THE HEALTH CARE CRISIS. America’s health care system was demonstrably superior to those of other nations, but it did have flaws. Obamacare, advertised as a means to address those flaws, actually made matters worse. Examples:
- Lost plans. Senator Ben Sasse released a report about Obamacare’s effects on competition among insurers, concluding that outcomes have worsened for most Americans, in terms of choice of insurers and plans. Over the past year, the number of insurers offering plans in exchanges has dropped by nearly 6%. Many states have lost more than 80% of their insurers: Alabama went from 23 to 3, Arkansas went from 24 to 4, and Wyoming from 21 to 1, just to name a few. Only New York did not lose over half of its insurers, going from 28 to 15 insurers, a 46% decline.
- Higher premiums. A report by the Kaiser Family Foundation and the Health Research & Educational Trust found that, since 2008, average employer family premiums have climbed a total of $4,865. From 2015 to 2016 the most popular exchange family plan, Family Silver, saw a 10% average increase in its premiums. In some states, premiums rose by nearly 40%.In 2015 the average annual family premium was $17,545 per year, and the average premium for a single policy was $6,251. Young men were particularly hard-hit. Average premiums rose by 49% from 2013 to 2014, the year Obamacare was supposed to go into effect.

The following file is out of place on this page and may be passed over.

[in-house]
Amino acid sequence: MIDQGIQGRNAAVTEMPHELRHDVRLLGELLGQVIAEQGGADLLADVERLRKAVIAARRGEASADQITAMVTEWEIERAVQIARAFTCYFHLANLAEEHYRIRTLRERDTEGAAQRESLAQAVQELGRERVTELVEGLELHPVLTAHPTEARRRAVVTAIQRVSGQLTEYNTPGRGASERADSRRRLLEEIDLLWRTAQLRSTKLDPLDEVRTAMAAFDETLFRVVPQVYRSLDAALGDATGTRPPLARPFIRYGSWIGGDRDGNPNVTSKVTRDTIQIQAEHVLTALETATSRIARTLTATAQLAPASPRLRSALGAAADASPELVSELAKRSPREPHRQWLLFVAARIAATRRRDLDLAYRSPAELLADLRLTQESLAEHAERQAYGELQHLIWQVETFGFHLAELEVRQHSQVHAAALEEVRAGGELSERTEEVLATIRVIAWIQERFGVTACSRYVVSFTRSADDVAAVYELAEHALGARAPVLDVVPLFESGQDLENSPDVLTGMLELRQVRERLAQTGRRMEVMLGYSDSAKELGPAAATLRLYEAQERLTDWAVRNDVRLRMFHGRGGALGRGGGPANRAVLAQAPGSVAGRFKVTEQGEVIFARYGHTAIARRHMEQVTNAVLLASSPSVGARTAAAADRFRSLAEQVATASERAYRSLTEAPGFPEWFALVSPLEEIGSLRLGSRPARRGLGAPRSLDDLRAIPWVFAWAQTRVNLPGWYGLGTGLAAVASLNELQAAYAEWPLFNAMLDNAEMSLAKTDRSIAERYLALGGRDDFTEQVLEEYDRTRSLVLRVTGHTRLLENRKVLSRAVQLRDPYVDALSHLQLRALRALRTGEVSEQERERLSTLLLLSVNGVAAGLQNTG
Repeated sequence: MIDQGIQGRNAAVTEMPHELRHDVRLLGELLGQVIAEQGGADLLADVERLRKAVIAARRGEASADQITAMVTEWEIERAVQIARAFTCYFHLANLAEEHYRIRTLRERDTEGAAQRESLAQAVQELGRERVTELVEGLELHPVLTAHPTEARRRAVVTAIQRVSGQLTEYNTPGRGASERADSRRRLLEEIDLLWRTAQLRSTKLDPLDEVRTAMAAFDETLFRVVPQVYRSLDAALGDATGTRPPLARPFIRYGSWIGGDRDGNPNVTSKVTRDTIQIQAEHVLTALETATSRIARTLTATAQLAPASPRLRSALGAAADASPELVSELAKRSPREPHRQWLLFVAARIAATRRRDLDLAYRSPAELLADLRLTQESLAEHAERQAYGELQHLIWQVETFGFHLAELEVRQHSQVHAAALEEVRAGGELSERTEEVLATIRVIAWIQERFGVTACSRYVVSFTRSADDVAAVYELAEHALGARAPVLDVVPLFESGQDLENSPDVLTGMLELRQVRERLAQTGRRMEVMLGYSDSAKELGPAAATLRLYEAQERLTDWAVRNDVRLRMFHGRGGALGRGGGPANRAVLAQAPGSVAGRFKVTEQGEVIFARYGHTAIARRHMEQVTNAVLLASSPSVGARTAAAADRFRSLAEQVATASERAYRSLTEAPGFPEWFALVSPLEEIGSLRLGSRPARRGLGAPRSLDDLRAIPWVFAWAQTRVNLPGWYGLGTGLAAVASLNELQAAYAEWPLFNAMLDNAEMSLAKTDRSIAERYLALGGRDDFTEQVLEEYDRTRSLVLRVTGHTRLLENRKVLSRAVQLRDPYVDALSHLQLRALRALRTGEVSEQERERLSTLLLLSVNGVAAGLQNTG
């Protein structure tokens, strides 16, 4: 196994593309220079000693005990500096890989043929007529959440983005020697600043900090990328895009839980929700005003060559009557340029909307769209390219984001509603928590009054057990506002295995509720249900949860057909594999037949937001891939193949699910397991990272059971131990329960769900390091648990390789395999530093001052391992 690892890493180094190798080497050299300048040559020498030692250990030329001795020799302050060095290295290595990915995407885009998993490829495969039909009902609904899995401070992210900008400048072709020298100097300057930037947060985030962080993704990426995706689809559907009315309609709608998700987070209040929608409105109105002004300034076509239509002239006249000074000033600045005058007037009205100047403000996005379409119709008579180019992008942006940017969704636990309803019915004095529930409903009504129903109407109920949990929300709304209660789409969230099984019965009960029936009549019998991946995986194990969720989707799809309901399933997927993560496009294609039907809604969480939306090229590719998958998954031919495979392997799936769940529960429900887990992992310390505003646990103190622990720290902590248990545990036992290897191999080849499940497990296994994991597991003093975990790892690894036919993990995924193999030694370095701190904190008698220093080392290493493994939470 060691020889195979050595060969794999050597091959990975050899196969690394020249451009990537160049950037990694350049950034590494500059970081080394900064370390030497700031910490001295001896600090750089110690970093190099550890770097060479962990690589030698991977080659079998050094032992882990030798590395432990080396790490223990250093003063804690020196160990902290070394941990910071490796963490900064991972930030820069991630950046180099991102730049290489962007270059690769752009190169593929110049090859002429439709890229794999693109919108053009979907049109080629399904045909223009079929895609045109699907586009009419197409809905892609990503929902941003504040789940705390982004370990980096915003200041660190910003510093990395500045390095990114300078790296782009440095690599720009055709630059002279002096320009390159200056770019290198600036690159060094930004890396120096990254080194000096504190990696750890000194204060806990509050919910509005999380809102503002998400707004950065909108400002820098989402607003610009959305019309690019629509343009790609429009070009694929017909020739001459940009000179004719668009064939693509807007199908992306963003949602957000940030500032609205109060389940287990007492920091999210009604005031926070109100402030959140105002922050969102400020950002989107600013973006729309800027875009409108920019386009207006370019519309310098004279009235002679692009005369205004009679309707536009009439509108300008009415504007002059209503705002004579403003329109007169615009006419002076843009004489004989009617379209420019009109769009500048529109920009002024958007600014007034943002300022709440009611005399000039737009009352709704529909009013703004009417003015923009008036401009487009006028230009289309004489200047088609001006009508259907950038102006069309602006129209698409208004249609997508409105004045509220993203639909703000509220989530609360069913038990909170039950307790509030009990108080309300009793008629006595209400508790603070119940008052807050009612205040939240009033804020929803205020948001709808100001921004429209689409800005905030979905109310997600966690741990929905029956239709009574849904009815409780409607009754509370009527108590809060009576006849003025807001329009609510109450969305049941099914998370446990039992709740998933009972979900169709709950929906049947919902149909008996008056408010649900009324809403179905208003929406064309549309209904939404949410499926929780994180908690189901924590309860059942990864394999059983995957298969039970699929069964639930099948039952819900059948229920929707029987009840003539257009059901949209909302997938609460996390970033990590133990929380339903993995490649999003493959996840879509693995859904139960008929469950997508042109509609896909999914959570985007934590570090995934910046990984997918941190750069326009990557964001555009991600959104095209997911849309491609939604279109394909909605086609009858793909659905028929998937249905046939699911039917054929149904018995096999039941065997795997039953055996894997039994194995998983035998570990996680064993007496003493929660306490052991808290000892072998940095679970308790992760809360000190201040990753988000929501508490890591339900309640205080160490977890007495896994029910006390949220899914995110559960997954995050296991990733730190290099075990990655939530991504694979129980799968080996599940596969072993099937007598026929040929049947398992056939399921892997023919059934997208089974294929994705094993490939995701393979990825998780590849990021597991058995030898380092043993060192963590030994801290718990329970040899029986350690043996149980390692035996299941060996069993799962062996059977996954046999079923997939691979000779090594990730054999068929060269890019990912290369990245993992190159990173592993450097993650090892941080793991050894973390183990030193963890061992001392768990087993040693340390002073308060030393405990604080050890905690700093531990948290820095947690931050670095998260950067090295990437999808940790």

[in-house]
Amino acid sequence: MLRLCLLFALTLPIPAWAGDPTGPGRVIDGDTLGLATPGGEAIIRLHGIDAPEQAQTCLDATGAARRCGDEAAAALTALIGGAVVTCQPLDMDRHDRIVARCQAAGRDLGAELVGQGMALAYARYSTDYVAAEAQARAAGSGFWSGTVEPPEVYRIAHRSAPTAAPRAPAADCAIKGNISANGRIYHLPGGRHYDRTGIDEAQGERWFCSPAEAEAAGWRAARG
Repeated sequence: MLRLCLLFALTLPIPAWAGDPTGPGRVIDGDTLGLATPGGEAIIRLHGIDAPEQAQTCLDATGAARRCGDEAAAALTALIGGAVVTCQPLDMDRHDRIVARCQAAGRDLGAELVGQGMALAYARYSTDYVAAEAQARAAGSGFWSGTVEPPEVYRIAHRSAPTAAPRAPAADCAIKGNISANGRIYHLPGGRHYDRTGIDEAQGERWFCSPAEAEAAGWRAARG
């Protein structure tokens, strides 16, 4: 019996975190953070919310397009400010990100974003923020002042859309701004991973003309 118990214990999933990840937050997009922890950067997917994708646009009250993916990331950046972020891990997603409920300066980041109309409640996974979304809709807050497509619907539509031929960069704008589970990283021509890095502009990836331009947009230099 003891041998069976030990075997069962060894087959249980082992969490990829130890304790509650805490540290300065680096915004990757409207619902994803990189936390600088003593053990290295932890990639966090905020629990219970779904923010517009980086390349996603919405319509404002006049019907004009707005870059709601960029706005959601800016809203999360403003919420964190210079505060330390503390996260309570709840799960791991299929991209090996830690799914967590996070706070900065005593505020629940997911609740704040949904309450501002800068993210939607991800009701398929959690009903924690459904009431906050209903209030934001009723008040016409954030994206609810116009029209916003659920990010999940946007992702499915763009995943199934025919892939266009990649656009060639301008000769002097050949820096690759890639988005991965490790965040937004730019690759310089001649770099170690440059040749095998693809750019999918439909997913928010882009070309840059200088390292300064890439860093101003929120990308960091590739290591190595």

- Higher deductibles. The New York Times, long a cheerleader for Obamacare, reported that many people can’t afford to use the health insurance that they have purchased because of the deductibles. New York Times reporter Robert Pear wrote that the median deductible in Miami was $5,000 in 2015. It was $5,500 in Jackson, Miss., and $4,000 in Phoenix. One Chicago family of four paid $1,200 monthly for coverage yet had an annual deductible of $12,700.
- High costs. The Office of the Actuary of the Center for Medicare and Medicaid Services has projected that Obamacare will result in an additional $274 billion in administrative costs alone over the period of 2014 through 2022.